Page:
Ciao Milan!

At the end of my spring semester as an MBA 1, I had the opportunity to travel to Milan, Italy with thirty other classmates. We were in the heart of the fashion capital of Europe for our one-week DBi course on Luxury Retail. I had been hearing about this DBi since I first applied to Stern, but the actual experience far exceeded all of my expectations.

The course was a mix of classroom lectures and experiential learning. I would say that the split was about 30/70, with the majority of our time spent visiting flagship retail stores, clothing factories, professional tailors, and other similar venues. You think you’ve shopped luxury before but 5th Avenue is nothing like Milan. In my opinion, comparing the two experiences could not have been more like day and night.

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The attention to detail and level of service at the Milan stores was unparalleled to anything I had ever previously encountered. Store employees strived to build a genuine long-term relationship with every customer that walked into the store; at Dolce & Gabbana, we were told this was because shoppers may stroll in and out on multiple occasions before committing to a purchase, and they wanted these customers to feel just as attended to as the regulars.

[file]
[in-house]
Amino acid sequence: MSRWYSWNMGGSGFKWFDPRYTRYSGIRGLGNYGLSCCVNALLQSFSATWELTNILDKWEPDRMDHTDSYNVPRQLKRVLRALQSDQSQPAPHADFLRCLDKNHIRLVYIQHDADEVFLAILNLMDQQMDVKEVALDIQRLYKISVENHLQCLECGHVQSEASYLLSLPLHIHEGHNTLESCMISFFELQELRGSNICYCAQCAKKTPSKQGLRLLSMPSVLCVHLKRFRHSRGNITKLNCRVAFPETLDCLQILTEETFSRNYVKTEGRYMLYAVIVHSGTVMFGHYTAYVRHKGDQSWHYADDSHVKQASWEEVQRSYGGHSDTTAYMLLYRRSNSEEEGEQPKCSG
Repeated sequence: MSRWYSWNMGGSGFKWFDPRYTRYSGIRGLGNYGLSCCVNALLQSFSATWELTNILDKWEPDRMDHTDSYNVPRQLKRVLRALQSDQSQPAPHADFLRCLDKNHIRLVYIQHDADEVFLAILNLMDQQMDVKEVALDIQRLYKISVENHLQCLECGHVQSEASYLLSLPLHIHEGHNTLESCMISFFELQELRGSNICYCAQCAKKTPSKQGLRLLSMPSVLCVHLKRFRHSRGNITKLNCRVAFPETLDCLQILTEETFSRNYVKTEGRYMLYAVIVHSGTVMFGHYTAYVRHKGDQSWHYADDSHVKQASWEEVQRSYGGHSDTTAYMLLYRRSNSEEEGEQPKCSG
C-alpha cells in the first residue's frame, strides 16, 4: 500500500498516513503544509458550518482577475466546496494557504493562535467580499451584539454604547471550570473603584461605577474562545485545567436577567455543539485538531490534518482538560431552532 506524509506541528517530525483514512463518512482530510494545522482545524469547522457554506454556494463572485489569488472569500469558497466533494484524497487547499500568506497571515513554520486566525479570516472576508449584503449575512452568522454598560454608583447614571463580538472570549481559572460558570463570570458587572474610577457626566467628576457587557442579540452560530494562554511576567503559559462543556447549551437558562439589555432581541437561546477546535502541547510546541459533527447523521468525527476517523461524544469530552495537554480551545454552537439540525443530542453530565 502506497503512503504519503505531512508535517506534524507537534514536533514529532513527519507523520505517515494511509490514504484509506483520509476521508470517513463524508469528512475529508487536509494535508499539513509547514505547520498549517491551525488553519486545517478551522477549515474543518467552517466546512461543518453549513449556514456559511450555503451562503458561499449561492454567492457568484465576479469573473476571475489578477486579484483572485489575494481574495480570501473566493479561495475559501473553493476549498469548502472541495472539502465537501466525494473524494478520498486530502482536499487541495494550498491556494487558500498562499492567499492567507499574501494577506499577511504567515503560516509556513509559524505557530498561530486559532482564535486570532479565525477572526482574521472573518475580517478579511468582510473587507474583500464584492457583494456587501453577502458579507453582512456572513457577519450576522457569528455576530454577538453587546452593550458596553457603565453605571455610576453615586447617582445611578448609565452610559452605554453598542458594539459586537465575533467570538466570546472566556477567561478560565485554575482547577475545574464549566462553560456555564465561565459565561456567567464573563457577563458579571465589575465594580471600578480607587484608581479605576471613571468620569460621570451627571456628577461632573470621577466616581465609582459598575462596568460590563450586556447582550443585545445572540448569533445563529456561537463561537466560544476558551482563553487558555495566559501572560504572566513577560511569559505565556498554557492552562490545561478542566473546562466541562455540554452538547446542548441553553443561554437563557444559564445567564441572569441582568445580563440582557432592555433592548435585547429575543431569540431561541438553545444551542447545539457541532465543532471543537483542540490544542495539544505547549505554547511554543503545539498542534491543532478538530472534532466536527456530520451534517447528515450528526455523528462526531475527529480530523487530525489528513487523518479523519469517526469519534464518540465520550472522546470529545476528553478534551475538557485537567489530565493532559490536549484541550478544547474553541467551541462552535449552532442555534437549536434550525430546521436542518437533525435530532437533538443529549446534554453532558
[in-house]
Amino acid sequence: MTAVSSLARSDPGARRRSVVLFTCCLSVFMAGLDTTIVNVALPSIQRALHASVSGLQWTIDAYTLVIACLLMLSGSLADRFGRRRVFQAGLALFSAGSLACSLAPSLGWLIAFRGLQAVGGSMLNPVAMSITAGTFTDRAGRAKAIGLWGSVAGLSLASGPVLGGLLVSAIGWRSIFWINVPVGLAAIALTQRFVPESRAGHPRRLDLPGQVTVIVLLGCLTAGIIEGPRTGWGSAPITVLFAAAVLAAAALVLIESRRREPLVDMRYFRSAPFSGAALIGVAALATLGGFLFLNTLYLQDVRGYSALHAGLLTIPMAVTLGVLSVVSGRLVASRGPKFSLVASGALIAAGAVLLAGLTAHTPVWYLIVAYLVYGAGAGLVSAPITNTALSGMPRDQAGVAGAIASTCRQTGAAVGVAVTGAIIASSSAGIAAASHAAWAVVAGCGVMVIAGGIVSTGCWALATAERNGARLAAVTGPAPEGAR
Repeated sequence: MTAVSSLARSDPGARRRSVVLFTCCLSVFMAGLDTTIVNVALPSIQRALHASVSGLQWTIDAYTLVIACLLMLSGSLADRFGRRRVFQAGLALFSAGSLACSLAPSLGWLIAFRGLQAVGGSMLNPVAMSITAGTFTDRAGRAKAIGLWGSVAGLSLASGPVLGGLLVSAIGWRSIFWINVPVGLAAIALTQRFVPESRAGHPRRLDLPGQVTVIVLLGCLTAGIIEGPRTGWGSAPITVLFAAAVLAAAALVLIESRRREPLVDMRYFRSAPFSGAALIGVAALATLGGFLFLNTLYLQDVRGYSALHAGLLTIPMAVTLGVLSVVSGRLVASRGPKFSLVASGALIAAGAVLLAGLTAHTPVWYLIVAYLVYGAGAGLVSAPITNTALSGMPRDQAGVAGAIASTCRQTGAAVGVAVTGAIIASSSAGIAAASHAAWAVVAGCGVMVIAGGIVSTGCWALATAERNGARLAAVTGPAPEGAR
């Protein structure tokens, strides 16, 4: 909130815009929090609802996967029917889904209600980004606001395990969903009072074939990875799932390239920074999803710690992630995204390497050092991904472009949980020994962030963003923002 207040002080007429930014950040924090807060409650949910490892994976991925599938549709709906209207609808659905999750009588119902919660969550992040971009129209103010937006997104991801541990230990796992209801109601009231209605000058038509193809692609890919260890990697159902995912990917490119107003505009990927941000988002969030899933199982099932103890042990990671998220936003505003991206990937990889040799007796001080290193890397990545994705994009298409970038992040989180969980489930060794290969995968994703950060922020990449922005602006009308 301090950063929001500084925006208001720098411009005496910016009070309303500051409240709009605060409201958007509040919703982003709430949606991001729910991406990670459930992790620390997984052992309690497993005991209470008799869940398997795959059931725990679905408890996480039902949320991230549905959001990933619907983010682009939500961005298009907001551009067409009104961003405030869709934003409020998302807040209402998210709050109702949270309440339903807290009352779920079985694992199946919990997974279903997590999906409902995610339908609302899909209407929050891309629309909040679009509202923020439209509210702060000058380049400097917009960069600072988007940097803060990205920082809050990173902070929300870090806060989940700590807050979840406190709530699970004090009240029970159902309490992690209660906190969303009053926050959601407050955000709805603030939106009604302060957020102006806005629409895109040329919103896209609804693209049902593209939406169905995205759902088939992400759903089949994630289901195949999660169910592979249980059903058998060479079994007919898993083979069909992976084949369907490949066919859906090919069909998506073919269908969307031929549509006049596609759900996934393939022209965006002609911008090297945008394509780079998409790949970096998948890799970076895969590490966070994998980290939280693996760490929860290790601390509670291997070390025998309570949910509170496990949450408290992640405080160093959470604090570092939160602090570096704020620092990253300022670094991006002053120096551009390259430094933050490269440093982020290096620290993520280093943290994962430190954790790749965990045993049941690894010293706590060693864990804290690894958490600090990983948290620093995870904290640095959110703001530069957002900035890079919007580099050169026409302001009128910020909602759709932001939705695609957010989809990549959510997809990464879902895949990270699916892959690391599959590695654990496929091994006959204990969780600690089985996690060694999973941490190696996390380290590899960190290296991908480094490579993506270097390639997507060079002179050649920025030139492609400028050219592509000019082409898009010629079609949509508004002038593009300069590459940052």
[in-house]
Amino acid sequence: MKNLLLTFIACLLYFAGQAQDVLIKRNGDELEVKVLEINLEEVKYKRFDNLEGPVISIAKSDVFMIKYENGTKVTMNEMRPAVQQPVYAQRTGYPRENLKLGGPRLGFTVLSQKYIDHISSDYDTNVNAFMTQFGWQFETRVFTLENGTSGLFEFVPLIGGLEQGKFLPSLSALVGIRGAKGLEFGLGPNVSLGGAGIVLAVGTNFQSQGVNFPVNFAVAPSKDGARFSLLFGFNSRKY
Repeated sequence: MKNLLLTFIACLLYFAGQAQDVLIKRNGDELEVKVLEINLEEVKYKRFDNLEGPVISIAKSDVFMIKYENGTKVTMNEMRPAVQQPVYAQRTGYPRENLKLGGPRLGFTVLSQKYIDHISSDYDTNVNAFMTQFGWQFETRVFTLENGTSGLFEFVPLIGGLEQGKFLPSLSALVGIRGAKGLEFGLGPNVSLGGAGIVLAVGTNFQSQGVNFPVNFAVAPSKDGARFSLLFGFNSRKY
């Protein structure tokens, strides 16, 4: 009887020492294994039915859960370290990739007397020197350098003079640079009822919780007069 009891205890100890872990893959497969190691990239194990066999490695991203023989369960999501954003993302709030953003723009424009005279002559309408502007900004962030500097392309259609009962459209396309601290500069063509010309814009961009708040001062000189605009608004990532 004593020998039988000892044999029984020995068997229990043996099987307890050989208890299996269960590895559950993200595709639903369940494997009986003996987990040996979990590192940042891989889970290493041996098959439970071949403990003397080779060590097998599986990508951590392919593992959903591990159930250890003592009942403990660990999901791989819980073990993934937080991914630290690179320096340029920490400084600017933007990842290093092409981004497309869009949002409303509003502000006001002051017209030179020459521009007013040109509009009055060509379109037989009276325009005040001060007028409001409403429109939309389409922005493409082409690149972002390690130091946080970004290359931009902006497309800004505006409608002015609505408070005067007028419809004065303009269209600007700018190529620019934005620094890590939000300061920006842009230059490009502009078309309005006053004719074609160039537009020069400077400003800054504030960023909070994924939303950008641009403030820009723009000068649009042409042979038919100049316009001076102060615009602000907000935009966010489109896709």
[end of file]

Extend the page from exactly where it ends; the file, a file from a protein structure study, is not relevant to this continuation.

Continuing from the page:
Aside from the experiential aspect of the DBi though, the lectures were equally as engaging. In spite of our long days walking around the city, each morning I was excited to hear what the professors at Bocconi University would be sharing with us that day. Their firsthand experiences in the industry, as well as their anecdotes about customer shopping habits, trends, and the economic status in Italy, kept us all hooked throughout our time in the classroom.

While the course itself was certainly fascinating and educational for me, I also really enjoyed the fact that I was traveling with so many classmates, many of whom I had not previously known prior to the trip. What’s interesting about the DBi is that since it’s an actual course, students lottery for it just as they do for all other courses at Stern. That said, it’s a great opportunity to meet both full-time and part-time students. I don’t have too many opportunities to interact with the latter so this was a unique situation in which we were able to get to know one another while exploring a new country together.

Whether you are an experienced jet setter or alternatively, just eager to get that first stamp on your passport, a DBi has something for everyone. In Milan in particular, I felt I received the perfect mix of academic, cultural, and social experiences that truly made it an enriching and unforgettable experience for me. Especially given my interest in the Luxury Retail industry, it has been by far my favorite course I’ve taken at Stern, and one I would highly recommend to other MBAs with similar professional interests.